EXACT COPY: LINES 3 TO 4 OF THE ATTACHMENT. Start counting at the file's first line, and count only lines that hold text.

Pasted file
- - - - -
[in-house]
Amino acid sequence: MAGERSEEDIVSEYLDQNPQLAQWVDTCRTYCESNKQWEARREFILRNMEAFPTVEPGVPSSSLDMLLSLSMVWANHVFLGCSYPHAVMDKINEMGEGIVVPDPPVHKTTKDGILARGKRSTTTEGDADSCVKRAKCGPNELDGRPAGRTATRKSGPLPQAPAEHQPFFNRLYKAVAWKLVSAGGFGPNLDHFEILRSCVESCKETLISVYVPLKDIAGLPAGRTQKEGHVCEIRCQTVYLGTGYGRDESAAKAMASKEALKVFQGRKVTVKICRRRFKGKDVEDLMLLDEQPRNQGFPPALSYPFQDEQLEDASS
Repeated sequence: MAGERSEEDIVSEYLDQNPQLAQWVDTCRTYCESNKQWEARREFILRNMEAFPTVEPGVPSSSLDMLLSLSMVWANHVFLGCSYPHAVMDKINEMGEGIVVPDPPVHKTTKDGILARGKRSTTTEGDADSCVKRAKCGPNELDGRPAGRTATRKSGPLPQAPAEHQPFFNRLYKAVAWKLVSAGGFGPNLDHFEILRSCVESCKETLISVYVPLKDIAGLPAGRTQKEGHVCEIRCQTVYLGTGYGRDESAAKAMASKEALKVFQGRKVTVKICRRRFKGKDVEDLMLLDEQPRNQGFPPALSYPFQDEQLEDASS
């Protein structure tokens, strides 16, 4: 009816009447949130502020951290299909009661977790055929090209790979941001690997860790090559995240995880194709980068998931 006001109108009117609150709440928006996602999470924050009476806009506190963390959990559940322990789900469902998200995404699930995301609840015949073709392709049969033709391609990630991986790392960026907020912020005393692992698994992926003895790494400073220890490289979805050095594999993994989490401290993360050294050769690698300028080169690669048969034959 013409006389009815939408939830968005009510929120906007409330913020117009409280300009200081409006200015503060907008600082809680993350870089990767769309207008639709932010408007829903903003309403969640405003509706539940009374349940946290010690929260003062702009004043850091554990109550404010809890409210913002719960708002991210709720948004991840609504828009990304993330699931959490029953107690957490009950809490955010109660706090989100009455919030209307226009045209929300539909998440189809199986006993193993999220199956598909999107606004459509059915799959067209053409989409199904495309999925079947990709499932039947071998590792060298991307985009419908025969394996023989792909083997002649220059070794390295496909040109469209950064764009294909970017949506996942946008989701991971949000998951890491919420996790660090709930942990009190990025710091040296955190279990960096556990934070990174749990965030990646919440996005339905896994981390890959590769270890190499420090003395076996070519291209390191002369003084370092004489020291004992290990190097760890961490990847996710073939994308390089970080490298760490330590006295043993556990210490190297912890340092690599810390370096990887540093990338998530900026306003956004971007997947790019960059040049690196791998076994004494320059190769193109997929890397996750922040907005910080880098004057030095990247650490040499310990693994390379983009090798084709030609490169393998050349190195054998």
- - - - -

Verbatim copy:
Repeated sequence: MAGERSEEDIVSEYLDQNPQLAQWVDTCRTYCESNKQWEARREFILRNMEAFPTVEPGVPSSSLDMLLSLSMVWANHVFLGCSYPHAVMDKINEMGEGIVVPDPPVHKTTKDGILARGKRSTTTEGDADSCVKRAKCGPNELDGRPAGRTATRKSGPLPQAPAEHQPFFNRLYKAVAWKLVSAGGFGPNLDHFEILRSCVESCKETLISVYVPLKDIAGLPAGRTQKEGHVCEIRCQTVYLGTGYGRDESAAKAMASKEALKVFQGRKVTVKICRRRFKGKDVEDLMLLDEQPRNQGFPPALSYPFQDEQLEDASS
């Protein structure tokens, strides 16, 4: 009816009447949130502020951290299909009661977790055929090209790979941001690997860790090559995240995880194709980068998931 006001109108009117609150709440928006996602999470924050009476806009506190963390959990559940322990789900469902998200995404699930995301609840015949073709392709049969033709391609990630991986790392960026907020912020005393692992698994992926003895790494400073220890490289979805050095594999993994989490401290993360050294050769690698300028080169690669048969034959 013409006389009815939408939830968005009510929120906007409330913020117009409280300009200081409006200015503060907008600082809680993350870089990767769309207008639709932010408007829903903003309403969640405003509706539940009374349940946290010690929260003062702009004043850091554990109550404010809890409210913002719960708002991210709720948004991840609504828009990304993330699931959490029953107690957490009950809490955010109660706090989100009455919030209307226009045209929300539909998440189809199986006993193993999220199956598909999107606004459509059915799959067209053409989409199904495309999925079947990709499932039947071998590792060298991307985009419908025969394996023989792909083997002649220059070794390295496909040109469209950064764009294909970017949506996942946008989701991971949000998951890491919420996790660090709930942990009190990025710091040296955190279990960096556990934070990174749990965030990646919440996005339905896994981390890959590769270890190499420090003395076996070519291209390191002369003084370092004489020291004992290990190097760890961490990847996710073939994308390089970080490298760490330590006295043993556990210490190297912890340092690599810390370096990887540093990338998530900026306003956004971007997947790019960059040049690196791998076994004494320059190769193109997929890397996750922040907005910080880098004057030095990247650490040499310990693994390379983009090798084709030609490169393998050349190195054998």